Morocco follows Bahrain, Sudan and the United Arab Emirates in setting aside generations of hostilities toward the Jewish state, part of a major foreign policy effort of the Trump administration.
WASHINGTON — Morocco has agreed to begin normalizing relations with Israel, becoming the fourth Arab state this fall to do so, the White House announced on Thursday.
Morocco now follows Bahrain, Sudan and the United Arab Emirates in agreeing to set aside generations of hostilities toward the Jewish state as part of a campaign to stabilize the Middle East and North Africa — and, in doing so, cement a major foreign goal for President Trump as he nears the end of his administration.
“We finally had a breakthrough four months ago, and we’re continuing to push the region forward,” Jared Kushner, a senior adviser to President Trump, told reporters.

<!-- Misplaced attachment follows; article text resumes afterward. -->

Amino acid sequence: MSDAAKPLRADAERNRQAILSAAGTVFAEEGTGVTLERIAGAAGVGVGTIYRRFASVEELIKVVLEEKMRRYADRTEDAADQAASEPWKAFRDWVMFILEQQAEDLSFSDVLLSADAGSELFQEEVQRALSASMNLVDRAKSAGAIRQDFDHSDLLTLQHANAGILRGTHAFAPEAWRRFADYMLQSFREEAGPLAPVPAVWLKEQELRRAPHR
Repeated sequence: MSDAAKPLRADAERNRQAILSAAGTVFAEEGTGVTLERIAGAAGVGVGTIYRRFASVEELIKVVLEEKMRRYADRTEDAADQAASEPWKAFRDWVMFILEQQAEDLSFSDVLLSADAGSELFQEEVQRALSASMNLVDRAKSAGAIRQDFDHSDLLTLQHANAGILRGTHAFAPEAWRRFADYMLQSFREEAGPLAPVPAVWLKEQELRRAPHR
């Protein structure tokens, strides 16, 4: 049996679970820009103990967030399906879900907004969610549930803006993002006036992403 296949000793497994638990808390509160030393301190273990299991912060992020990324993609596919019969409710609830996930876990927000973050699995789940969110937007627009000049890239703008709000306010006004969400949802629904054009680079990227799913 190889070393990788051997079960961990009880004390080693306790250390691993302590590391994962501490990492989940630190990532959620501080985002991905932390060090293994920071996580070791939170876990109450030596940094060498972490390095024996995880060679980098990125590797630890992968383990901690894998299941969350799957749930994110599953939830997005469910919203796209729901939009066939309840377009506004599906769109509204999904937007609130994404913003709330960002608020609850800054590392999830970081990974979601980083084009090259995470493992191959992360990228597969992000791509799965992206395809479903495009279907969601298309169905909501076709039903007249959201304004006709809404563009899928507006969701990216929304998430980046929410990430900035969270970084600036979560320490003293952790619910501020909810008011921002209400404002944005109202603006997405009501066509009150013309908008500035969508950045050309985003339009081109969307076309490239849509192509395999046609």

“Now we have peace sprouting in the Middle East,” Mr. Kushner said. “The fruits of these efforts have become very apparent, but we also believe there is a lot more fruit to come.”
Under the agreement, Morocco will open full diplomatic relations and formalize economic ties with Israel, Mr. Kushner said, as well as allow overflights of its air space and direct commercial flights from Tel Aviv.
He said more than one million Israelis are descended from those who originally lived in Morocco.
The White House also announced that the United States would recognize the disputed Western Sahara territory as a sovereign part of Morocco. Last month, the leader of a pro-independence group in Western Sahara declared war on Morocco, shattering a three-decade-long cease-fire and threatening a full-blown military conflict in the disputed desert territory in northwest Africa.
“This will strengthen America’s relationship” with the Moroccan kingdom, Mr. Kushner said.
The Trump administration had hoped Saudi Arabia would join the push for normalizing of relations with Israel. Mr. Kushner said “that notion was unthinkable” before Mr. Trump took office in 2016.
So far, however, Saudi Arabia has insisted that more progress must come first on peace between Israel and the Palestinians.
Source: The New York Times